The Blanket

Compassionate Parole

Marian Price

Following the media furore over Ciaran Mc Laughlin’s parole protest this week I feel compelled to raise some questions that they have ignored, whether by accident or design. Perhaps the most pertinent one is why Ciaran was forced into the situation where he felt such action necessary. Why did the NIO and the prison authorities single him out for such harsh treatment? It is the norm for prisoners to be granted 72hrs parole in the case of a close family bereavement.

Ciaran is the head of a family who have endured the long and distressing terminal illness of baby Kyle, the authorities prevented him being present when Kyle died and added insult to injury by not allowing him adequate time to grieve with and comfort his family after the funeral. Surely the question being asked should not be about his delay in going back but rather why he wasn’t given longer parole in the first place.

Whilst Ciaran’s was an individual decision, the media reaction to it has in many ways vindicated it. Would the fact that he was granted only 12hrs parole even have been mentioned in the press if he hadn’t taken the action he did? His protest was designed to highlight the discriminatory treatment he was receiving and in that he was very successful.

Claims made by some of the media that the hoax alerts in Derry on the day of the funeral were related to Ciaran’s protest are completely without foundation. In many cases these actually prevented mourners attending the funeral service and in others made them late, myself being one of those affected. It must be stated that throughout Monday many efforts were made by various people to have Ciaran’s parole extended but alas all pleas fell on deaf ears. His action certainly wasn’t planned and seems to have been taken only after all other avenues were exhausted. It came as a surprise to many of us.

Let’s get one thing very clear - this man did not dishonour his parole - he returned to gaol of his own free will having made his point. He knew only too well the consequences of his actions and that he would face further punishment on his return but he was prepared to take that hardship to make his protest. Since his return he has been brought before the governor and charged with being” unlawfully at large”. At the hearing he was surrounded by the prison riot squad, surely totally unnecessary intimidation. He was refused any sort of legal representation. He is currently awaiting “adjudication”, where punishment will be handed out at the whim of the governor-hardly justice.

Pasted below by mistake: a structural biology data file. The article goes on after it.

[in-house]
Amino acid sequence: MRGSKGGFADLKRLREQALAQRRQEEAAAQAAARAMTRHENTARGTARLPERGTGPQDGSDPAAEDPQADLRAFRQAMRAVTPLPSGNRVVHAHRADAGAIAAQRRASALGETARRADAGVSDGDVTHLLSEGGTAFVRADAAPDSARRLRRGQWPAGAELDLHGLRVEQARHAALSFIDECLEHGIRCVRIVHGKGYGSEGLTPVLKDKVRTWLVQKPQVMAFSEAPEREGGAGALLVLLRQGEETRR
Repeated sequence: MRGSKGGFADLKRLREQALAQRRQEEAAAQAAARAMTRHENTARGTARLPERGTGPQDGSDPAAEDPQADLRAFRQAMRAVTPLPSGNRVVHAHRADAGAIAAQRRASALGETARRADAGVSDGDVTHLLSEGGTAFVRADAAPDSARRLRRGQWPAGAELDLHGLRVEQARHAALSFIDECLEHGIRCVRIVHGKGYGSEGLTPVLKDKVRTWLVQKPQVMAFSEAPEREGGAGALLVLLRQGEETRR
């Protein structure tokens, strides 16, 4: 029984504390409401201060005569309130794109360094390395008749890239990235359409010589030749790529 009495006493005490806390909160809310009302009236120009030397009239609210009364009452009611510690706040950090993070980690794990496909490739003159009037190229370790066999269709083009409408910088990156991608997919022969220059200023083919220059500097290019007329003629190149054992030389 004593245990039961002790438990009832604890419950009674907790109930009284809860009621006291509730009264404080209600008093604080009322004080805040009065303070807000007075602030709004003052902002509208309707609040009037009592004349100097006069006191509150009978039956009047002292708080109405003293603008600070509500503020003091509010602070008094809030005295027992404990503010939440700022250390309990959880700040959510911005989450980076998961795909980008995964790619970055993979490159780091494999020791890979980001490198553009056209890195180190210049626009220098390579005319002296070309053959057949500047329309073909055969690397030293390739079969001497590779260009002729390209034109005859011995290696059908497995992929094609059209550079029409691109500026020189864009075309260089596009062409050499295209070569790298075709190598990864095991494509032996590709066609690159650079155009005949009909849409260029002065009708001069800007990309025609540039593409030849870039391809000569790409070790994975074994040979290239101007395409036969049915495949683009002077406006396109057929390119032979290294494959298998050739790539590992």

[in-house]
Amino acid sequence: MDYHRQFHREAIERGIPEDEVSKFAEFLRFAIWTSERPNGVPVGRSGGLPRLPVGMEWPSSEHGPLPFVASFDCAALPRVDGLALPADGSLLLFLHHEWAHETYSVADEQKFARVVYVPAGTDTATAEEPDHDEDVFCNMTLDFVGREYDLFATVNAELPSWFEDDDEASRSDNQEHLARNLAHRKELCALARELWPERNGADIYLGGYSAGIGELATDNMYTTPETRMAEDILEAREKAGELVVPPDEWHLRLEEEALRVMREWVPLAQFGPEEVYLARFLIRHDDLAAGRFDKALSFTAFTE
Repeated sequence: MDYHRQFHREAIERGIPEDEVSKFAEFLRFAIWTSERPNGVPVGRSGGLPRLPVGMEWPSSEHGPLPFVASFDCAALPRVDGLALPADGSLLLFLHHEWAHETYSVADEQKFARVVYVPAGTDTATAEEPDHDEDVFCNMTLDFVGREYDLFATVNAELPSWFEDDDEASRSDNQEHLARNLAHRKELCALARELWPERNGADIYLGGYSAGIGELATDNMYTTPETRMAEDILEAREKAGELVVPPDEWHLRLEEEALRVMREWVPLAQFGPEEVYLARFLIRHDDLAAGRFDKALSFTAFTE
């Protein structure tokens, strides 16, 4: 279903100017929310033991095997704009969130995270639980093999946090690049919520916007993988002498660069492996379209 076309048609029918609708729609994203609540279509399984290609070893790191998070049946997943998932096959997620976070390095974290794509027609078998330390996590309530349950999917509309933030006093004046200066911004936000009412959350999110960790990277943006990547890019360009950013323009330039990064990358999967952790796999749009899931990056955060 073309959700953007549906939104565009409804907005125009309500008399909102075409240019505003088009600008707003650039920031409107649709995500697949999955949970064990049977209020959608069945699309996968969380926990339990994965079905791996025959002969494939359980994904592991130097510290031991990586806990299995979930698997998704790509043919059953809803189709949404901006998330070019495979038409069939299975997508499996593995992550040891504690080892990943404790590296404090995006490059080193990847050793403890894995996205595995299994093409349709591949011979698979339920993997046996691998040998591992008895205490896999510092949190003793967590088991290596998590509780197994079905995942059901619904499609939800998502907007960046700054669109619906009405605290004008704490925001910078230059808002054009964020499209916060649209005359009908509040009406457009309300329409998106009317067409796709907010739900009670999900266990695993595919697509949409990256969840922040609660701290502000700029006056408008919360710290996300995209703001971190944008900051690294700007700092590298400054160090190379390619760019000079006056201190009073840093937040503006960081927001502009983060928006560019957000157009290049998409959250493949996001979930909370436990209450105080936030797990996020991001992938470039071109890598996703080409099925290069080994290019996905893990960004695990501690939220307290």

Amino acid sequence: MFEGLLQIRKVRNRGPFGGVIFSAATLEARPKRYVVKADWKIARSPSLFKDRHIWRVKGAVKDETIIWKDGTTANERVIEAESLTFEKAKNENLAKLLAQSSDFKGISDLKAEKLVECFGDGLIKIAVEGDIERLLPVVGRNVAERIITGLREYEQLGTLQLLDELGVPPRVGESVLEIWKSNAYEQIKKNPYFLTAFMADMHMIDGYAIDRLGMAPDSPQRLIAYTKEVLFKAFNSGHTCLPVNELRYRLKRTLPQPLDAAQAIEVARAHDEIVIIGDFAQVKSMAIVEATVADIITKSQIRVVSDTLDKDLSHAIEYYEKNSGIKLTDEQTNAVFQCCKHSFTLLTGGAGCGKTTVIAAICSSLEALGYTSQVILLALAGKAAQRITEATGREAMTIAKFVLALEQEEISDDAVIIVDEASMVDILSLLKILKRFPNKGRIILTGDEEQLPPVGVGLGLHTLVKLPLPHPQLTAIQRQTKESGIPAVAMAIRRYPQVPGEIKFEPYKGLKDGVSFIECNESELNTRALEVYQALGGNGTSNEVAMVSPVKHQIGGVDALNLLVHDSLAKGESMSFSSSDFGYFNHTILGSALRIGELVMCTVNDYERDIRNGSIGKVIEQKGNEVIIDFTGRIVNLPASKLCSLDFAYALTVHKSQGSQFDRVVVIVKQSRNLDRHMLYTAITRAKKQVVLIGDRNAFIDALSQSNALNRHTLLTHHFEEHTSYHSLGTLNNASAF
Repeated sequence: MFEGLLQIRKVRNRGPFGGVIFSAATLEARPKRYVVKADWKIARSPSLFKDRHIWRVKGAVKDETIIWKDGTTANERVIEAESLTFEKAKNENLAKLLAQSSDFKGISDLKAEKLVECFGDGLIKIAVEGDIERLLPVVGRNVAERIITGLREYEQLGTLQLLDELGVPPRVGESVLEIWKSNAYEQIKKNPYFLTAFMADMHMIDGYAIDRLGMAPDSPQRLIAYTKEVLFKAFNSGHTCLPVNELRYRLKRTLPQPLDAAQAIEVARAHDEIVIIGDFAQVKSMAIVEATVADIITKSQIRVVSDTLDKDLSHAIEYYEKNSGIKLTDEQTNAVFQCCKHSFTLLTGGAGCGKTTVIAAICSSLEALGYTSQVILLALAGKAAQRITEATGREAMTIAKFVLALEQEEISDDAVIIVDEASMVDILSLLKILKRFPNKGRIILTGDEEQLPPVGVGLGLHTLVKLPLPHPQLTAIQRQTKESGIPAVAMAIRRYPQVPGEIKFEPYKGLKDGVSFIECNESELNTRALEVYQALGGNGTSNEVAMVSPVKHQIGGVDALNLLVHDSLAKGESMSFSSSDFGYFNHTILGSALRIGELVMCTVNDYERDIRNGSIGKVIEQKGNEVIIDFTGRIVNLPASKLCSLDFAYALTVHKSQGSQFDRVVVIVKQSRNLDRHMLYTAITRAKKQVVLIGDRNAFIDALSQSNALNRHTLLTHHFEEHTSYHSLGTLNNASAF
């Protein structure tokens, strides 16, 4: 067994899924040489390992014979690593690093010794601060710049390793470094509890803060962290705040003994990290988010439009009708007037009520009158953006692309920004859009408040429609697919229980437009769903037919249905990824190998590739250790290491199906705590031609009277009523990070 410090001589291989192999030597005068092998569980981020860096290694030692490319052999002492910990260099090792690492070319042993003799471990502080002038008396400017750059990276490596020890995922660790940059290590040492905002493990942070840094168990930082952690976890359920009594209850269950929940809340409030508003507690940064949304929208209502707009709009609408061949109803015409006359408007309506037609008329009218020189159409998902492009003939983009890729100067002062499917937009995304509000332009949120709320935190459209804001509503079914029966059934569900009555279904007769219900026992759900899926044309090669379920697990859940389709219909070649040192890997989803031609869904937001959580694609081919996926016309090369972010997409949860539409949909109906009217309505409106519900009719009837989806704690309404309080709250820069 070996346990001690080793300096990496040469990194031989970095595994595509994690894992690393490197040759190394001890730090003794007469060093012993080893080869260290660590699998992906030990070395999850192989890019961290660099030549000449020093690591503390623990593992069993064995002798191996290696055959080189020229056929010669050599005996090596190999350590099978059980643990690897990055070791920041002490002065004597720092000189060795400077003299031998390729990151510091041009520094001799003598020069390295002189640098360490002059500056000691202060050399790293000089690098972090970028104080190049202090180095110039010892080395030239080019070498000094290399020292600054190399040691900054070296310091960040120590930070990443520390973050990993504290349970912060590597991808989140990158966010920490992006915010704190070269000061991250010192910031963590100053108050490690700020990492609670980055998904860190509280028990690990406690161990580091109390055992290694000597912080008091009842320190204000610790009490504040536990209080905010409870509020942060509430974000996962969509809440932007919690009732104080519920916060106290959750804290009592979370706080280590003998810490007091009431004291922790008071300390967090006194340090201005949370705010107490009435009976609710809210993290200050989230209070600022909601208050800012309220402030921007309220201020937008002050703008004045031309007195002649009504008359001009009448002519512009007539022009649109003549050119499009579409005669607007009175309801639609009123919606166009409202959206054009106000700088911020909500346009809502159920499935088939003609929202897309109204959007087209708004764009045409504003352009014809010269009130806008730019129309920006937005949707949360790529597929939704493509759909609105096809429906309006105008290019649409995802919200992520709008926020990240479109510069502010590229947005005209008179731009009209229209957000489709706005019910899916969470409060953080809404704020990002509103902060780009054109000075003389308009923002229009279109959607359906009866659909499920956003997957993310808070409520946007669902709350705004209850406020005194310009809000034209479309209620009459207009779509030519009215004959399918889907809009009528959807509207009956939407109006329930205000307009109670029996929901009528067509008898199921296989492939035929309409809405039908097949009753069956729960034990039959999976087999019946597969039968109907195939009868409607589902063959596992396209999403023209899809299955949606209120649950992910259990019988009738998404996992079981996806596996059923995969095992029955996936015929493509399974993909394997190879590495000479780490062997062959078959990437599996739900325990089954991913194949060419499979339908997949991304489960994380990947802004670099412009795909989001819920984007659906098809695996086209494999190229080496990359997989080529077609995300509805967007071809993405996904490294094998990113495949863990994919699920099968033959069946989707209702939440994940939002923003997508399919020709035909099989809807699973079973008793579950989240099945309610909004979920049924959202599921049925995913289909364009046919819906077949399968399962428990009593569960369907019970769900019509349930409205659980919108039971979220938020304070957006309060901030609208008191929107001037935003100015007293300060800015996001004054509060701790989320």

There is no justifiable reason for his action to affect parole for other Republican prisoners-this man made a protest he did not abscond. The NIO cannot have it both ways, on the one hand they state that all prisoners are treated as individuals and in the next breath we have the likes of Ken Maginnis calling for parole to Republican prisoners to be stopped altogether because of this man’s protest. If these men are to be recognised as a group for punishment to be meted out, then they are entitled to be treated and recognised as a group in all matters.

The only question to be asked here is, if parole is supposed to be granted on humanitarian grounds why was this man singled out for such cruel and inhumane treatment? The security issue cannot be used as he had returned to prison on two previous occasions without delay - his treatment smacks of vindictiveness.






Index: Current Articles + Latest News and Views + Book Reviews + Letters + Archives





If you stand up and be counted, from time to time you may get yourself knocked down. But remember this: A man flattened by an opponent can get up again. A man flattened by conformity stays down for good.
- Thomas J. Watson, Jr

Index: Current Articles

25 August 2002


Other Articles From This Issue:


Compassionate Parole
Marian Price


Culture of Hate?
Billy Mitchell


An Agenda Less Hidden
Davy Carlin


The Rioting Police
Anthony McIntyre


Still Life of Sorts
Brian Mór


No Surrender!
Brian Mór


Not An Inch!
Brian Mór


The Adventures of Super Stake Knife
Brian Mór


22 August 2002


Listen Rather Than Punish
Anthony McIntyre


To Hell With the True Believers
Newton Emerson


Merger Mania
Ciarán Irvine


Interface Workers Snubbed
Billy Mitchell


A Vibrant Feile
Sean Smyth


RIRA & CIRA: No Support and Going Nowhere?
Liam O Ruairc




The Blanket



Latest News & Views
Index: Current Articles
Book Reviews
The Blanket Magazine Winter 2002
Republican Voices

To contact the Blanket project with a comment, to contribute an article, or to make a donation, write to: